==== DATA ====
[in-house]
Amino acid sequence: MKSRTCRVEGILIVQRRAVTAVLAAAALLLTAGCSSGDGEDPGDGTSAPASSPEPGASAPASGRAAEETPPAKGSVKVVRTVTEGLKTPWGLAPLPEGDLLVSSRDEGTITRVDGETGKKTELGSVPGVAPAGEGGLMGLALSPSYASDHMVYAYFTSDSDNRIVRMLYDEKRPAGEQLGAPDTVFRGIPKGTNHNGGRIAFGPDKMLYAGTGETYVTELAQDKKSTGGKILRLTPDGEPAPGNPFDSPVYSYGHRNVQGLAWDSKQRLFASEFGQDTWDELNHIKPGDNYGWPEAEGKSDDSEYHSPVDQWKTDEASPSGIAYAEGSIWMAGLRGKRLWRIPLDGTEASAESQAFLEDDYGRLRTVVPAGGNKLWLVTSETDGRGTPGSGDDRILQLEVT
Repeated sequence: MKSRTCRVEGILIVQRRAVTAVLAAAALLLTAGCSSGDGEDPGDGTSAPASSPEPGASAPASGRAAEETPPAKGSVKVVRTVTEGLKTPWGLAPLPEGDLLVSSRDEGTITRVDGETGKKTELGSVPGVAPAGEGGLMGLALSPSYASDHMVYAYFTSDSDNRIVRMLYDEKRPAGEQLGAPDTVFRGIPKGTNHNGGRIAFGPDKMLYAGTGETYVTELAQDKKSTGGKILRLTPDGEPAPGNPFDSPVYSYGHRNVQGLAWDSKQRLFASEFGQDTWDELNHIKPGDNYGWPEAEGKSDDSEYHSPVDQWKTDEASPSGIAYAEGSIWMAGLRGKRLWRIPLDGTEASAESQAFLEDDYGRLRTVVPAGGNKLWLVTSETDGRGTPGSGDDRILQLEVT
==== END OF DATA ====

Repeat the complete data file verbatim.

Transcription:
[in-house]
Amino acid sequence: MKSRTCRVEGILIVQRRAVTAVLAAAALLLTAGCSSGDGEDPGDGTSAPASSPEPGASAPASGRAAEETPPAKGSVKVVRTVTEGLKTPWGLAPLPEGDLLVSSRDEGTITRVDGETGKKTELGSVPGVAPAGEGGLMGLALSPSYASDHMVYAYFTSDSDNRIVRMLYDEKRPAGEQLGAPDTVFRGIPKGTNHNGGRIAFGPDKMLYAGTGETYVTELAQDKKSTGGKILRLTPDGEPAPGNPFDSPVYSYGHRNVQGLAWDSKQRLFASEFGQDTWDELNHIKPGDNYGWPEAEGKSDDSEYHSPVDQWKTDEASPSGIAYAEGSIWMAGLRGKRLWRIPLDGTEASAESQAFLEDDYGRLRTVVPAGGNKLWLVTSETDGRGTPGSGDDRILQLEVT
Repeated sequence: MKSRTCRVEGILIVQRRAVTAVLAAAALLLTAGCSSGDGEDPGDGTSAPASSPEPGASAPASGRAAEETPPAKGSVKVVRTVTEGLKTPWGLAPLPEGDLLVSSRDEGTITRVDGETGKKTELGSVPGVAPAGEGGLMGLALSPSYASDHMVYAYFTSDSDNRIVRMLYDEKRPAGEQLGAPDTVFRGIPKGTNHNGGRIAFGPDKMLYAGTGETYVTELAQDKKSTGGKILRLTPDGEPAPGNPFDSPVYSYGHRNVQGLAWDSKQRLFASEFGQDTWDELNHIKPGDNYGWPEAEGKSDDSEYHSPVDQWKTDEASPSGIAYAEGSIWMAGLRGKRLWRIPLDGTEASAESQAFLEDDYGRLRTVVPAGGNKLWLVTSETDGRGTPGSGDDRILQLEVT